Who Will Catch Me If I Fall?
Rhonda M. Foote
I was the playground chicken. The girl who always wore dresses and skirts and refused to play kickball. I was the kid with the book under a tree or found sitting on a barely rocking swing while others pumped legs with skill and fervor and flew high into the sky. I imagined my toes touching the breathy branches of a tree like my friends. . . but, only imagined.
My elementary school had two jungle gyms. One was a twist of metal with holes and loops and places to sit. For me, the attraction of this particular jungle gym was to sit in the middle, safely on the ground, and lift my face to the sun while my friends whooped and hollered and swung their feet and heads dangerously close to the ground I sat on. The other was a ladder with a fireman-like pole to slide down once you reached the top. My friends would flit to the top and slide down over and over and over again. I would watch. I didn’t even WANT to do it. I did, however, somewhere deep in my seven-year-old soul, believe I HAD to do it.
It is all a fuzzy blur now. Did someone dare me? Maybe. Maybe not. Did I get a hankering to try to climb up there? I find that impossible to believe. For whatever reason, one spring day, not far from summer vacation, I decided to Climb To The Top. Climb I did. I got to the top. I gingerly made my way to the pole and. . . froze. Tiny hands grasped the cylinder of steel as my toes curled inside my saddle shoes, desperate to hold on to the slippery rail I found myself perched upon. My friends chirped from the grass below. Come down. Slide down. Jump. Come on!
No. This girl was not going to take that step and slide down that pole. Nope. Not happening. Soon, a small group that seemed a mob surrounded the pole. Kids I barely knew were calling for me to come down. They became a blur and one foggy sound as I clung to the steel pole and my teeth shivered.
Someone got the recess aide. “Come down,” she prodded sweetly.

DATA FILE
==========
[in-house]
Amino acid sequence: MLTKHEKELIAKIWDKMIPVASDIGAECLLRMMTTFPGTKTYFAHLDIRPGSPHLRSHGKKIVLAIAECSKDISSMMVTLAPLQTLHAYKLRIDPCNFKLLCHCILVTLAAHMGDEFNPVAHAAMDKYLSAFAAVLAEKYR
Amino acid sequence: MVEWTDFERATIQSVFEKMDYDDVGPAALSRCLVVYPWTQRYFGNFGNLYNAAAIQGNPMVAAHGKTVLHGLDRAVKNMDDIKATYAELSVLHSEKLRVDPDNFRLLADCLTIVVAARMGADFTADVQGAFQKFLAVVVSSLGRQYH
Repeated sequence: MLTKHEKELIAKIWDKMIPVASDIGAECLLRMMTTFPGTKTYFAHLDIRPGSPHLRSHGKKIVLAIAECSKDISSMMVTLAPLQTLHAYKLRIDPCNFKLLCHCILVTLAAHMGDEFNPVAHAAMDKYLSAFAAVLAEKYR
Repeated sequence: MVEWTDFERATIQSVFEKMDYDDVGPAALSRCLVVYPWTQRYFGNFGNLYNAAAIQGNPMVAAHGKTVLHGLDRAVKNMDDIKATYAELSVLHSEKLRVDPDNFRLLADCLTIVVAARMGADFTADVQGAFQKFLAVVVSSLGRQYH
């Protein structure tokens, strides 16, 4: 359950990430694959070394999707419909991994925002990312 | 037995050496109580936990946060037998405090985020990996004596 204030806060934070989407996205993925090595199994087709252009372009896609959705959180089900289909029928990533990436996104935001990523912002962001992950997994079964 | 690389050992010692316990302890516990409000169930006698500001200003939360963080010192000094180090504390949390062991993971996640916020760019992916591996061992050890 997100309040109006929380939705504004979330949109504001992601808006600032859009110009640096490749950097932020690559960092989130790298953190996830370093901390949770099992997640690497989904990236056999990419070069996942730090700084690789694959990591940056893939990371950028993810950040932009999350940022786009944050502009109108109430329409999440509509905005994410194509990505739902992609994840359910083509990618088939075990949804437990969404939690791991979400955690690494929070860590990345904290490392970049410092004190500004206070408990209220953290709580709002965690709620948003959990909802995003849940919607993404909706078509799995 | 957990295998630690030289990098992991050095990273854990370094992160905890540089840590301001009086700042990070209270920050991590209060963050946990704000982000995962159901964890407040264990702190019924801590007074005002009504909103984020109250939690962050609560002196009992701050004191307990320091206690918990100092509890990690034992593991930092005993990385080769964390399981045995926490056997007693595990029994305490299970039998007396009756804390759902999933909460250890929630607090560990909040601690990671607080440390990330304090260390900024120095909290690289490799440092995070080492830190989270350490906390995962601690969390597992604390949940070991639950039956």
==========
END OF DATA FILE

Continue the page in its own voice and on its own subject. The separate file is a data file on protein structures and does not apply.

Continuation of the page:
I shook my head, “No.”
“Come down,” she insisted with less sweetness. No. No. Never. Her faced twisted into a look of anger and disappointment. I wrapped my arms against the pole, where my heartbeat echoed and rang in my ears.
After what seemed an eternity, out came the school janitor with an extension ladder. This man’s name is lost to me, but his kindness remains in my heart to this day. He was a wonderful man who loved children, who paused to tie shoes in hallways and pat heads on the way to the bus. He was so good to me, even as I clung to the pole and shook my head negatively at his soft command to reach for him. I was not taking that step. I began to think of my life consisting of this place. This playground. This jungle gym. What would happen when I had to pee? I was getting hungry. Would I miss lunch? How cold and dark would it be tonight? Still, I grasped the silver steel with a seven-year old’s death grip and refused to budge. I remember that our Principal, Mr. Marcott, ended up outside. A tall man, I know now he probably did not need a ladder to extend his arms and rip me from my perch. However, he didn’t interfere, but let the janitor continue his cooing and prodding, watching as the janitor convinced the tiny, scared bird to let go and fly.
I do not remember getting down. I do not know how this kind man talked me down or when I took that big step. I wish I did. I wish I could clearly recall and grasp the importance of that moment. I do not remember the victory of achievement. I only remember the fear of letting go. The belief I would fall. The deep seated, gut wrenching belief that No One Would Ever Catch Me.
I returned to that playground one summer of my collegiate life. The jungle gym looked so small and dauntless. Tentatively, I placed my hands on the top rung with my feet and safely on the ground. I thought about climbing up and jumping and sliding down the pole to safety, but decided against it. After all, I was alone in an empty playground. I had to wonder, who would catch me if I fell?